The Von Palm Cremation
Burning and Burial
The public are beginning to look forward with a good deal of interested curiosity to the cremation which is to take place next week in Washington, Penn. The parties are all notable in their way. Dr. Le Moyne, the owner of the furnace, is well known as a philanthropist, and a man who has defended his plans for the help of humanity with great intellectual force and gallantry ; Col. Olcott, in his different roles of army officer, colleague of materialized spirits, and Theosophic high-priest, has always kept himself on the top wave of notoriety; while the Baron has been principally famous as a corpse. Scarcely has his dead body disappeared behind burning tripods and the serpent with its fail in its mouth in Steinway Hall, when it whisks into sight again upon the-hills of Washington, prepared to vanish from among the true-blue Presbyterian population of that ilk in flames with as fine dramatic effect as Don Juan going to his own place. "Thus, at last," cried the Indian to the Athenians, lying down upon the pyre, “ I make myself immortal." De Palm has borrowed the idea.
We can see no reason, however, in the importance attached to this particular experiment. The fact is already proved that a body a scientifically constructed furnace can be ..duced to ashes without offense to the health or even the senses of the public. Dr. Le Moyne's furnace has been tested with animals, and is indisputably constructed upon the best principles. The arguments in favor of cremation are well known to even the most illiterate classes – the advantage to the public health by the stop put to the aggregation of an enormous mass of decaying matter a short distance below the surface of the ground ; the return of the body to the elements by a clean, swift, wormless passage; the, sanction of its use in antiquity in almost every nation, and not least, its superior cheapness. The public is not going to be won by argument in this matter in which its unreasoning feeling is profoundly interested, and will always have the loudest word. Do arguments prevail on the American public to ventilate its churches, cars, or sleeping-rooms? The air it breathes is more poisonous than the exhalations from any grave, yet from habit it persists in breathing it. Habit as well as feeling pleads for burial. It may be a fact that crowded cemeteries are breeding-places of malaria and typhus, and that the drainage of death goes on in them incessantly ; but in the public eye they are valleys of peace, God's acre, in which sleeps the sacred dust of our beloved, awaiting a blessed resurrection. Poetry, the noblest imagination, all the tenderness of those who weep for the dead, have for ages combined to make the grave seem to us totally different from its grim reality. <... continues on page 4-19 >
Baron de Palm`s Body
The cremation of the body of the late Baron De Palm, which was enjoined upon his executors under his will, is to be effected on the 6th of December next, in the town of Washington in Western Pennsylvania. Washington, which possesses the only crematory in the country, and which has attained to that eminence only recently, is known as the seat of the ancient Washington and Jefferson University. The crematory in question is the work and possession of Dr. F. Julius Lemoyne, an eccentric gentleman of means, who was a John Brown Abolitionist and whom that party once ran for the office of Vice-President and once again for the Government of his State. He is a resident of Washington, an advocate of cremation, and having finished his crematory be at once applied to Colonel Olcott for the remains of Baron De Palm as an exalted first offering.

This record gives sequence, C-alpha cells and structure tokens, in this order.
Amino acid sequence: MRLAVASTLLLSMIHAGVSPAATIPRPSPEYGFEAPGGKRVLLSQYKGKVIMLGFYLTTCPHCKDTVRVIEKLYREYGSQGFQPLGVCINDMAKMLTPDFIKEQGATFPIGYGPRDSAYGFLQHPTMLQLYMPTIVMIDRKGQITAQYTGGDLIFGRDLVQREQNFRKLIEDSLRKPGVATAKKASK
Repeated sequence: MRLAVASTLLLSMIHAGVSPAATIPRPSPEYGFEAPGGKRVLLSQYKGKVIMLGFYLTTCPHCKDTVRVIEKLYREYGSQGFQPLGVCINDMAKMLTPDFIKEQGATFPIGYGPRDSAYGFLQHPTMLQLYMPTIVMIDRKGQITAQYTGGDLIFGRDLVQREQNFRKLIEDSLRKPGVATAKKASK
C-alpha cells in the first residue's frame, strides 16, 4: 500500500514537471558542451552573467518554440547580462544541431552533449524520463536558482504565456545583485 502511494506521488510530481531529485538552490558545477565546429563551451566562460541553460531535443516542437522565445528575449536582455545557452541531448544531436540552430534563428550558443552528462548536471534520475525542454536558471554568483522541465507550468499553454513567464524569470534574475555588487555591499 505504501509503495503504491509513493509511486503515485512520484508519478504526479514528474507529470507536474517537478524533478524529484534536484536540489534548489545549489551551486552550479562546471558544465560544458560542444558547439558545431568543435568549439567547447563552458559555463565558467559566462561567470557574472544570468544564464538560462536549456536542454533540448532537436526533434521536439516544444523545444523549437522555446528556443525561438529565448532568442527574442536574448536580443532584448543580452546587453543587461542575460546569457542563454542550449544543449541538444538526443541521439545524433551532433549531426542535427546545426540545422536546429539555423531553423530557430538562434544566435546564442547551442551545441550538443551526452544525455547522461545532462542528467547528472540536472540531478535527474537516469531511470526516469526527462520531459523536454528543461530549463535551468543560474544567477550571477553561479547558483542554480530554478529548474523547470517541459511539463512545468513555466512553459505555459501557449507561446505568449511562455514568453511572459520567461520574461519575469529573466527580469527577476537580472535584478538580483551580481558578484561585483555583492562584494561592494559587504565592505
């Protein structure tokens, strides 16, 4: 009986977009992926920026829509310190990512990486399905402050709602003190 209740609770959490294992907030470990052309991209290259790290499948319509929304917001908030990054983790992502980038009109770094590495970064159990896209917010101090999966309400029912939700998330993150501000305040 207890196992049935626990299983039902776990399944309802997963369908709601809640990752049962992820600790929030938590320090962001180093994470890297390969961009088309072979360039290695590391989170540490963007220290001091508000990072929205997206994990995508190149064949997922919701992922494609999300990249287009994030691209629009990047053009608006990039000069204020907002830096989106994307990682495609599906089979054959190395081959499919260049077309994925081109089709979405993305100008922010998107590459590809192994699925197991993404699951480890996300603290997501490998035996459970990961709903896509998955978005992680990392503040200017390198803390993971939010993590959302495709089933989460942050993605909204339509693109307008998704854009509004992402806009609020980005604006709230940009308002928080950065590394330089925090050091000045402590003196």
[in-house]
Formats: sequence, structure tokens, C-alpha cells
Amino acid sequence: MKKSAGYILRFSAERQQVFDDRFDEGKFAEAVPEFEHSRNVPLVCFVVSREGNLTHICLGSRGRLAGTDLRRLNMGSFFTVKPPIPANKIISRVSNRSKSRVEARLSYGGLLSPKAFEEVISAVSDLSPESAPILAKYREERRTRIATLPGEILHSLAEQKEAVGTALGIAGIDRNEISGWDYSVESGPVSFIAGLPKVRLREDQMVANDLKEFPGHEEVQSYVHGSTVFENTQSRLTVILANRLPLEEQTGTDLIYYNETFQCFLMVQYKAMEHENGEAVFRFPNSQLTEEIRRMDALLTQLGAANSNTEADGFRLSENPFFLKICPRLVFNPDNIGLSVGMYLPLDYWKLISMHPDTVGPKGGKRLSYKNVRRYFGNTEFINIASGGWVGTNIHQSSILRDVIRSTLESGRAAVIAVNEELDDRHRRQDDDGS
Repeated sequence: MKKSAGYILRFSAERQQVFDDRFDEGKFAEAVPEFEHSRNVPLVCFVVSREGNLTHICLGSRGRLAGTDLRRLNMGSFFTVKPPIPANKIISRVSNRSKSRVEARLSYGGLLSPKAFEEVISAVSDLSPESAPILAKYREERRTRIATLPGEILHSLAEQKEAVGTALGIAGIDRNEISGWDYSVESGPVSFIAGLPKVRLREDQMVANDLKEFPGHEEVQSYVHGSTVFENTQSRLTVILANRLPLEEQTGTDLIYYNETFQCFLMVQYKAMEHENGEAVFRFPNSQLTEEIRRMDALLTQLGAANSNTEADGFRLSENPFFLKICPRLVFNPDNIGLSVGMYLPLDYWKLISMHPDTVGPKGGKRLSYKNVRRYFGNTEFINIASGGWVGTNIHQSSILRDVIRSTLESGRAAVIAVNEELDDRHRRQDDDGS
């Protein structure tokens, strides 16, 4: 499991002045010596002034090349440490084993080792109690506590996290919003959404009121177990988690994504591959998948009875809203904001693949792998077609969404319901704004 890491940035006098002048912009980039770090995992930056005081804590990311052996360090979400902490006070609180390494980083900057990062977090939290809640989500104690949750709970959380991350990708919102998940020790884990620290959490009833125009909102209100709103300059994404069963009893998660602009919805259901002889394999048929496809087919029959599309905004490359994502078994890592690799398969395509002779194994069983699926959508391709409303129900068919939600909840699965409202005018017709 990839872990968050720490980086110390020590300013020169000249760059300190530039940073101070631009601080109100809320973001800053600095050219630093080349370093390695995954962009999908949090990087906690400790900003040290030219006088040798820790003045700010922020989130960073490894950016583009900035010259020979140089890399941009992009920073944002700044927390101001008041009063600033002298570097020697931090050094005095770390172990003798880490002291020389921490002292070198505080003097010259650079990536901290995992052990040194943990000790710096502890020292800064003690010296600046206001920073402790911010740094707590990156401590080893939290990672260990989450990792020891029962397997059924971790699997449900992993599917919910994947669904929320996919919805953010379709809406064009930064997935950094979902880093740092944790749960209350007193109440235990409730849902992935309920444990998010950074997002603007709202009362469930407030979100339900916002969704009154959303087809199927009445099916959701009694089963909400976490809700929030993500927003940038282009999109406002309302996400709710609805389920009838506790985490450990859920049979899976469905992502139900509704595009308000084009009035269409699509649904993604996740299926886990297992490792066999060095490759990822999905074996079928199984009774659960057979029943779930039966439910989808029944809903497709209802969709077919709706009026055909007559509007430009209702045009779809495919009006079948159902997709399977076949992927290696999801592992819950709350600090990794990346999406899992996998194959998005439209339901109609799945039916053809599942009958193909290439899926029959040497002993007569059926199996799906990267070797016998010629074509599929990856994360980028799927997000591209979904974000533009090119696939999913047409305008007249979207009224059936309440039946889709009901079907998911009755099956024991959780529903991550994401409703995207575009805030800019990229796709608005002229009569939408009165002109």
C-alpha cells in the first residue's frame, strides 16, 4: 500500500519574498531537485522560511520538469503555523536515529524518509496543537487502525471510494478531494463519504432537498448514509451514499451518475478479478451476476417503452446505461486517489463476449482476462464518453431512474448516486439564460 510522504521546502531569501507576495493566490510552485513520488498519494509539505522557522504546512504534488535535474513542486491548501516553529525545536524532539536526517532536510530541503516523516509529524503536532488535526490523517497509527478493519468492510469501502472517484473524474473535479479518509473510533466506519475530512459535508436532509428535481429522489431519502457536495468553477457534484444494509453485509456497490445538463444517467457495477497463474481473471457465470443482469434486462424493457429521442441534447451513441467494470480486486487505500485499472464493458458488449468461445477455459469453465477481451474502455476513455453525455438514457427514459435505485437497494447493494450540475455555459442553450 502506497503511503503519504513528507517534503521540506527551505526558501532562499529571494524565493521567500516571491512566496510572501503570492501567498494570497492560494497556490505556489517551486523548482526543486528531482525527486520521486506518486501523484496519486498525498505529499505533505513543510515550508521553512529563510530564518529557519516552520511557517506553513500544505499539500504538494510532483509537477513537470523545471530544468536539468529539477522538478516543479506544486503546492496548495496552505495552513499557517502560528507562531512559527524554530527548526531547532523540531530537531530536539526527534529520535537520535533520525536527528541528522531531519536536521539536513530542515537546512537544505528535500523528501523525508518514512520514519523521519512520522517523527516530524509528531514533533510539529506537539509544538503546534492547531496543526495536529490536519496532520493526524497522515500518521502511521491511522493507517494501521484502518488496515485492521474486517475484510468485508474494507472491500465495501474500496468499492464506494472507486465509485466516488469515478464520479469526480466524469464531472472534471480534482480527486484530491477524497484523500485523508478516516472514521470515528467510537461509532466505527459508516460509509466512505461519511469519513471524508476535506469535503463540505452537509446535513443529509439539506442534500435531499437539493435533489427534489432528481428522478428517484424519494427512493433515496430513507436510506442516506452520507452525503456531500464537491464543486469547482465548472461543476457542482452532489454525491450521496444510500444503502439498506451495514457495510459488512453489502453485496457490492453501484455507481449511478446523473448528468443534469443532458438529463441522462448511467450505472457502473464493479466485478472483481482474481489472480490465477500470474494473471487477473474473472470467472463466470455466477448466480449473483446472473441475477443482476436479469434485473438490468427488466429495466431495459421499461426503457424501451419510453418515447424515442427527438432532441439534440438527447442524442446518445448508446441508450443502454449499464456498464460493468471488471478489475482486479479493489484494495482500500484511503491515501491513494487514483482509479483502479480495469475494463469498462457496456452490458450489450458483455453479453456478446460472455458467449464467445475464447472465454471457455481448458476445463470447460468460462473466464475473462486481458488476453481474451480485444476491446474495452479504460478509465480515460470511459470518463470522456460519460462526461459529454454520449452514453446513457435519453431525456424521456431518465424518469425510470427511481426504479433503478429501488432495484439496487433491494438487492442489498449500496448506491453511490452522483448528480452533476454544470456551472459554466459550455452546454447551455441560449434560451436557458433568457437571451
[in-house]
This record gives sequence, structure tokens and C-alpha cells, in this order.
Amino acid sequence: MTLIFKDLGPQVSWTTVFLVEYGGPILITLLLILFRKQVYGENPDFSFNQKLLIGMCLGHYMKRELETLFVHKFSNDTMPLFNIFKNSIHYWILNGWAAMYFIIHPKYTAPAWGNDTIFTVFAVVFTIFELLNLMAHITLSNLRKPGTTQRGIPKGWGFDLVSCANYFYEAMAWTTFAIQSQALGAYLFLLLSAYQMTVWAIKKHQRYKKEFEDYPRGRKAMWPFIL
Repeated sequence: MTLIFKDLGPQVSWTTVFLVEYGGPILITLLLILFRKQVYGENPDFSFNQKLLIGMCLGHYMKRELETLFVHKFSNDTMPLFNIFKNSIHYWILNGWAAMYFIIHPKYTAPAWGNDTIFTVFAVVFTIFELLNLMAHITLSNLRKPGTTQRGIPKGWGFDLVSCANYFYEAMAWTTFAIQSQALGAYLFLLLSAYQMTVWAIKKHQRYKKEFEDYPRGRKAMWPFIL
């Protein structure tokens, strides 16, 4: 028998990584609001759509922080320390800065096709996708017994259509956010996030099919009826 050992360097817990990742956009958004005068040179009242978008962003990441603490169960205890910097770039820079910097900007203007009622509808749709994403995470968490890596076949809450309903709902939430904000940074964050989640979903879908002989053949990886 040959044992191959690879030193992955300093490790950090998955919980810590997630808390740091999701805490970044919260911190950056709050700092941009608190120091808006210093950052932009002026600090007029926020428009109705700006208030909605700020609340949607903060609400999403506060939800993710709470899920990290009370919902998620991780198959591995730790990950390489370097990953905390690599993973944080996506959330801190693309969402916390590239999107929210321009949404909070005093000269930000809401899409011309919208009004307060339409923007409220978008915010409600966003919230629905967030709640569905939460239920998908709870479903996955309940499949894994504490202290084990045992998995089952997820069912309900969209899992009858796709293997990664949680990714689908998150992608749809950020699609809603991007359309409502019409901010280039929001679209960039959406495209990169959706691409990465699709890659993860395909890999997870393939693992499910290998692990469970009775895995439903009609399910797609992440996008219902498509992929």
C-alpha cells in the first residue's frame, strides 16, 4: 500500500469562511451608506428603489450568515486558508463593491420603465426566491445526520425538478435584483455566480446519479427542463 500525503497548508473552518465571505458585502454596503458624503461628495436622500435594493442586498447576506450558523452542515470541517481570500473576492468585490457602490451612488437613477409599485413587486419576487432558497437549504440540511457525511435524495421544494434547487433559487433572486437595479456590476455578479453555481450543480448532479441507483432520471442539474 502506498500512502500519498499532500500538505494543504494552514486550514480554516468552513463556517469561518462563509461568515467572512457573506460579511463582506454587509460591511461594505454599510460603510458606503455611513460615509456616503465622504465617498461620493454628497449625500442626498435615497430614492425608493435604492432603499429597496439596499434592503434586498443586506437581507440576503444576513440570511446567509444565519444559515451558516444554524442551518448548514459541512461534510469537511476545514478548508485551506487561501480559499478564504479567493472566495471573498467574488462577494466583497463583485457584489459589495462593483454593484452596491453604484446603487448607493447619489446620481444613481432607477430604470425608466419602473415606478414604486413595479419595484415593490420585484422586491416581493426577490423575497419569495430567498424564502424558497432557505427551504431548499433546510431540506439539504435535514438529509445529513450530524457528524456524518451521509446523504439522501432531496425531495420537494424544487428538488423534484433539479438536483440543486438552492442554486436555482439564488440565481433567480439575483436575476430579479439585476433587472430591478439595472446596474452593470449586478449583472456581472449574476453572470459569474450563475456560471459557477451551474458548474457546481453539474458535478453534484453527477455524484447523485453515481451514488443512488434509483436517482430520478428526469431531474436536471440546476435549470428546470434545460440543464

<Untitled> (It will require more than the reports)
It will require more than the reports of the few scientific gentlemen and the mob of curiosity hunters who will witness this cremation to induce men – and especially women – to give all this sacred pageantry with its tender images and to meet the future through the untried way of Dr. Le Moyne's brand-new furnace. Familiarity with the idea is the only chance for its success. If one or two cremations should take place instead of, and at the time for ordinary, burials, without charlatanry, but with impressive and solemn ceremonies, they would do much to soften the public prejudice. Dr. Le Moyne has doubtless the wisdom to perceive that human nature will insist upon shrouding its last state with some kind of poetic pomp and meaning ; and he will therefore not give to his experiment too much of the air of an ordinary baking.
- ↑ The Von Palm Cremation by unknown author, New York Herald
- ↑ image by unknown author
- ↑ Burning and Burial by unknown author, New York Tribune
- ↑ Baron de Palm`s Body by unknown author, World, The, Tuesday, November 21, 1876
- ↑ It will require more than the reports by unknown author, New York Tribune, November 9, 1876